When working out how to draw an environment, creating the effect of that environment coming to life can range from the very obvious and dramatic, to the almost impossible to spot at first. The examples that immediately pop into my head are Skull Island, as represented in various versions of King Kong, and the stone giant in the second Hellboy film.
The first thing to decide is what you actually wish to portray and its scale. The latter is important, because the elements making up the feature need to fit in and offer valuable clues for the viewer as to the size of the object.
You need to settle upon what the form is, how big it's going to be and what sort of landscape it's going to be a part of. Mountains and forest (rocks and trees) represent great building materials, as in the real world, but without the processing of our human building techniques.
You should also think about what visual impact do you want to make? I like the surprise angle, wherein you don't necessarily realise what you're looking at straight away. I love that giant in the Hellboy example, which at first encounter resembles rocks randomly strewn across the landscape… until it sits up.
I need to get the large forms working first as in any drawing, so I tackle it from the direction of drawing the thing undisguised within the landscape and then applying camouflage from the types of material around it afterwards. I choose ArtRage to tackle this image, knowing that I have some custom, leafy brushes to throw at it.
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Here, Harris shares his process for bringing a landscape to life...
01. Create the character
I start with a simple sketch, marking out where and how I want to place my skeletal figure in the landscape.
I avoid getting into too much detail, aware it is in reality only a form on to which I intend to apply rock and floral elements. Consider what sort of terrain and natural elements form the surrounding area and how your figure will fit in.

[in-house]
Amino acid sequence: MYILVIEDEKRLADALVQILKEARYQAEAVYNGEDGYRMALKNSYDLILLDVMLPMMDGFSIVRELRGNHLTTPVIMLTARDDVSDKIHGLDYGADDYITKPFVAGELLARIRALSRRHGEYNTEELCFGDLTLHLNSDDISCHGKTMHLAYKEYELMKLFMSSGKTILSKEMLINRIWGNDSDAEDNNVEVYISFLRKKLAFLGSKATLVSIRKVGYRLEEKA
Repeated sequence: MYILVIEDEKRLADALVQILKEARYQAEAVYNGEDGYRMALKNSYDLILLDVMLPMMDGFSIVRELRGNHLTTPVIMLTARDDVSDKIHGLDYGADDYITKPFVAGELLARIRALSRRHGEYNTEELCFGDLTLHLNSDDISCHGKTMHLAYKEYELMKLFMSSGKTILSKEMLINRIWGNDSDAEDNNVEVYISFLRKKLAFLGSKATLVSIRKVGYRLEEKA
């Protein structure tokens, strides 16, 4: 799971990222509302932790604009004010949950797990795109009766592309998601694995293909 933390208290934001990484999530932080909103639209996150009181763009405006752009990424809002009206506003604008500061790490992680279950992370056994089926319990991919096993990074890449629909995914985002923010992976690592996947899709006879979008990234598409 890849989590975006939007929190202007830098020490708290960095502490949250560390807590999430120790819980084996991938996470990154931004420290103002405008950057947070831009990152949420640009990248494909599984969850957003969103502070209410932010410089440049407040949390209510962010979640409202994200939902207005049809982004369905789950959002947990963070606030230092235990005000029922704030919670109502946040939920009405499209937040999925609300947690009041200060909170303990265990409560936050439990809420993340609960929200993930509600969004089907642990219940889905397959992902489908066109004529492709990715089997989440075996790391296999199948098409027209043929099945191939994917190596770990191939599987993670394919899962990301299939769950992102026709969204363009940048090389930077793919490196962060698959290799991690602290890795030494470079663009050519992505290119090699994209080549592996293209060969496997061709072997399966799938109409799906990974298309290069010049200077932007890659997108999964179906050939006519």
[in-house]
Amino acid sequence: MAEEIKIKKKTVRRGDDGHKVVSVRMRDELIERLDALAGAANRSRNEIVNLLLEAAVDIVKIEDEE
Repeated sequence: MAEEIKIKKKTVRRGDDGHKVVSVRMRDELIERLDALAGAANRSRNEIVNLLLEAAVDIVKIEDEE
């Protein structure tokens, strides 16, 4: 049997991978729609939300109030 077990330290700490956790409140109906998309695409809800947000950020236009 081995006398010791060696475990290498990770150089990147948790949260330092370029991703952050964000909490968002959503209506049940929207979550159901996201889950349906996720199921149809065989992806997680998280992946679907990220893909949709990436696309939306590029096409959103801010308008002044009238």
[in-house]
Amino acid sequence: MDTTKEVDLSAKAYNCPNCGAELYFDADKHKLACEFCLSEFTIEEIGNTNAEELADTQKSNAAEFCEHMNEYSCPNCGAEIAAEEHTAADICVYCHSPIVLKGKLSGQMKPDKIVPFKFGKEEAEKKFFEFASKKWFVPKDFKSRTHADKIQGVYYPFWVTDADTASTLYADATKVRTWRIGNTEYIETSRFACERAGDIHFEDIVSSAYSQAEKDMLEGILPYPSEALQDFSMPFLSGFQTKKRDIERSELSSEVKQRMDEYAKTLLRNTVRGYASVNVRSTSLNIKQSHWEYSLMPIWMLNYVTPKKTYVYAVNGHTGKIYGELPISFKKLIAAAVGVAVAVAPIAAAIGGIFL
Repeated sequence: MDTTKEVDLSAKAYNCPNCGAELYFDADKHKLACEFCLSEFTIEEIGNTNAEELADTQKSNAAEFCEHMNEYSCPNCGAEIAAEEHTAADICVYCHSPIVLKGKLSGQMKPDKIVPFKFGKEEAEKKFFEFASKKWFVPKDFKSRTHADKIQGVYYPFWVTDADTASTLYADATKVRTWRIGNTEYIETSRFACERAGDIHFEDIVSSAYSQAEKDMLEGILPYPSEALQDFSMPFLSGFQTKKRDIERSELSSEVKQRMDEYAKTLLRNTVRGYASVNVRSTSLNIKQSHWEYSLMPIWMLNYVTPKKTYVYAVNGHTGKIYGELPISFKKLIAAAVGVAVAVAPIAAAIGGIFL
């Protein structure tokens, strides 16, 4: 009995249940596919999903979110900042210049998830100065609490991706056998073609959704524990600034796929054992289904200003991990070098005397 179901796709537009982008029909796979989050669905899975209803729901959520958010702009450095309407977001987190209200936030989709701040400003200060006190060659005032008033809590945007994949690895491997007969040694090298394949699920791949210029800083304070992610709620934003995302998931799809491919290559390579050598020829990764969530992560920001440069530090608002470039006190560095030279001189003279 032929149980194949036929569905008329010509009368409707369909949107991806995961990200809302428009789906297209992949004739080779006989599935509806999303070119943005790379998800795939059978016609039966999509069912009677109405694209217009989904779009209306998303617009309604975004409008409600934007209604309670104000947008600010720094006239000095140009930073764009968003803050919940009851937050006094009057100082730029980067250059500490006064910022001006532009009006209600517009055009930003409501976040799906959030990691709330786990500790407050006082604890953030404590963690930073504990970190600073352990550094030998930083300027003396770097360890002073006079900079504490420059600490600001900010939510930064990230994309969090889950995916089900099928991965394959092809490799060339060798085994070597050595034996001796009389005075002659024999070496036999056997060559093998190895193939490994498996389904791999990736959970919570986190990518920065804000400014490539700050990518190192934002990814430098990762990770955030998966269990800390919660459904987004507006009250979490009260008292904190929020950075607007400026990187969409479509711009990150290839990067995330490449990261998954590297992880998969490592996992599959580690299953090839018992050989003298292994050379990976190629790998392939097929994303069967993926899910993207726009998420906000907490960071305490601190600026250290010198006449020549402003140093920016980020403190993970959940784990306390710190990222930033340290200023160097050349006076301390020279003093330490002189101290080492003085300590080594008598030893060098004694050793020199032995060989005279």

02. Build up in black and white
Still working monochrome I start building natural forms around and over the skeletal shape. I sketch a mounted human character to set the scale, having him look at the thing to help balance the composition.
For the sake of this particular example, I don't disguise the shape too much, but you should take it as far as you think feels right for the scene.
03. Add colour to your landscape
Once a base is established I can have fun with mark making, to create textural rock effects and plant growth. This includes use of leaf sticker brushes I made some time ago to save time.
Don't go overboard with such tools though, and make sure you integrate their look to the feel of the piece by using shadows and softened edges.
Words: Nick Harris (opens in new tab)
Nick Harris went digital in 2000 after 18 years working with traditional methods. He works mainly on children's illustrations. This article originally appeared in ImagineFX (opens in new tab) issue 124.
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